Hoya kerrii Craib
Heart Leaf, Heart-shaped Hoya, Lucky Hearts, Porcelain Flower, Sweetheart Hoya, Sweetheart Plant, Valentine Hoya, Wax Hearts, Wax Plant
Hoya obovata subsp. kerrii, Hoya obovata var. kerrii
Hoya kerrii is a climbing plant with slender stout stems and succulent heart-shaped leaves. The stems grow up to 13 feet (4 m) long and up to 0.3 inches (0.7 cm) in diameter. They attach themselves to the host tree with aerial roots in their habitat. Leaves are dark green, with an opposite arrangement, up to 4.8 inches (12 cm) long, up to 3.8 inches (9.5 cm) wide, and up 0.2 inches (0.5 cm) thick. The petiole is up to 0.8 inches (2 cm) long and connected to the pointed part of the leaves. The long-lasting waxy flowers are up to 0.5 inches (1.3 cm) across and have pinkish-brown to purplish-brown corona and white corolla. They appear arranged in umbels along the stems in summer and release their fragrance at night.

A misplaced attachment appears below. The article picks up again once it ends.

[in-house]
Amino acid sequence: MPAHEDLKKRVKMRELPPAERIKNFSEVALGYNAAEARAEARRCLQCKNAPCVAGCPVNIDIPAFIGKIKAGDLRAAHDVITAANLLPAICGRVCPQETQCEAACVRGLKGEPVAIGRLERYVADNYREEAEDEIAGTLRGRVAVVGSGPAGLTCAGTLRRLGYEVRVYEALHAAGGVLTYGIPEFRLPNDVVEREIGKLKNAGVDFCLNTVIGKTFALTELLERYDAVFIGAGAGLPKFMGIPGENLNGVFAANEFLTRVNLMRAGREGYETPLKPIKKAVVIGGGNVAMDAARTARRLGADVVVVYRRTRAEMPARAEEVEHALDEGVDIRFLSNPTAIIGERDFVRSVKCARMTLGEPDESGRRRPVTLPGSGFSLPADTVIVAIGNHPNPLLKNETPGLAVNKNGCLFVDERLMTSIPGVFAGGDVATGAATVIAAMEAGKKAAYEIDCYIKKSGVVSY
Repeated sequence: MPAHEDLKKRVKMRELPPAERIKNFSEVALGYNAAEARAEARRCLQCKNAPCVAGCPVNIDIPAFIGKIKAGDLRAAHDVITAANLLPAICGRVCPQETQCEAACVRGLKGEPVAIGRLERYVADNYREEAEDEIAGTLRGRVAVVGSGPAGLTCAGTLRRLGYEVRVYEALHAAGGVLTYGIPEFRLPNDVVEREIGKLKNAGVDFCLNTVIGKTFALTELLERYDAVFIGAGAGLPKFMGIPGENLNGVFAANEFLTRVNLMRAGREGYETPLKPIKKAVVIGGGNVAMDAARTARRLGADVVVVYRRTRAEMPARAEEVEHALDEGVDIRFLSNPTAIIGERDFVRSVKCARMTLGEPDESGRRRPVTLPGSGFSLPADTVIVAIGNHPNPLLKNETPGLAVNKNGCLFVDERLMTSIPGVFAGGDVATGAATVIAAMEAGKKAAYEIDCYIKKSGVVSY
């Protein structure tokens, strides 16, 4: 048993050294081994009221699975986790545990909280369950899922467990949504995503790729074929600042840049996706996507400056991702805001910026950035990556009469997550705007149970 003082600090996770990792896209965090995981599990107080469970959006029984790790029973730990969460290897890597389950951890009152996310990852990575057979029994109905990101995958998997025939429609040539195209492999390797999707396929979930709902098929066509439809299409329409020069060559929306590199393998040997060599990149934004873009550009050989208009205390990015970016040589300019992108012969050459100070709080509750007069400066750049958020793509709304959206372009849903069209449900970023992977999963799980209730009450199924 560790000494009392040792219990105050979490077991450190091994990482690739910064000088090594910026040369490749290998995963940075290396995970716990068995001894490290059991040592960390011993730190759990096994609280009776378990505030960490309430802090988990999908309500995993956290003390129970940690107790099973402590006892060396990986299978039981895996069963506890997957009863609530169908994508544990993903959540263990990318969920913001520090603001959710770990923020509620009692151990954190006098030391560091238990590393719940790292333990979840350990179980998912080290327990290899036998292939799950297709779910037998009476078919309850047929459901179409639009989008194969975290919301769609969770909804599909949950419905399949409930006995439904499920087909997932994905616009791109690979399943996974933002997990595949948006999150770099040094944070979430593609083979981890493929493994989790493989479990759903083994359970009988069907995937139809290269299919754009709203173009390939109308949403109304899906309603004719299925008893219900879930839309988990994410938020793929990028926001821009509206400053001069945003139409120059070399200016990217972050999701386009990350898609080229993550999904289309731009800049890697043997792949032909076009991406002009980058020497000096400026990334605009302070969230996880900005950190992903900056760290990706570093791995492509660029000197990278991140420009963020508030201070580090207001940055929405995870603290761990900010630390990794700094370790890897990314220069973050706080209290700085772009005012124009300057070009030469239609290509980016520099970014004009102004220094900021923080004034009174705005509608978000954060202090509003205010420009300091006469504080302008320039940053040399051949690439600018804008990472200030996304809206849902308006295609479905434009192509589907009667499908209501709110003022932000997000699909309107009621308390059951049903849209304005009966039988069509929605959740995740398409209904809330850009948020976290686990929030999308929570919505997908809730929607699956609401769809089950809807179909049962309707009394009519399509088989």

The plant is most commonly sold only as a single-rooted leaf around Valentine's Day.
The specific epithet "kerrii (KER-ee-eye) honors Arthur Francis George Kerr (1877–1942), an Irish physician and botanist.
USDA hardiness zones 11a to 11b: from 40 °F (+4.4 °C) to 50 °F (+10 °C).
How to Grow and Care
Hoyas don't ask for much beyond the well-draining soil and the warm, humid conditions that many tropical flowers crave. They don't like wet feet or heavy soil, and as many grow as epiphytes in nature. Give them at least a half-day of sunshine and bring them indoors when temperatures drop below 50 °F (10 °C).
When your Hoya finishes blooming, leave the flower stalk, as it may produce new flowers. Removing the stalk forces the plant to produce a new stalk, which delays blooming and wastes its energy. These plants are light feeders, and a monthly drink of compost tea or dilute fish emulsion provides all the nutrition these tropicals need. Hoyas like the security of a snug pot, and plants that are a bit root-bound will flower more prolifically than swimming around in a giant pot.
Propagate Hoyas by cuttings of top growth or by leaf cuttings. The average cutting or leaf will produce a blooming plant in 2 years or less. The easiest method of propagation is by layering.
Learn more at How to Grow and Care for Hoya.
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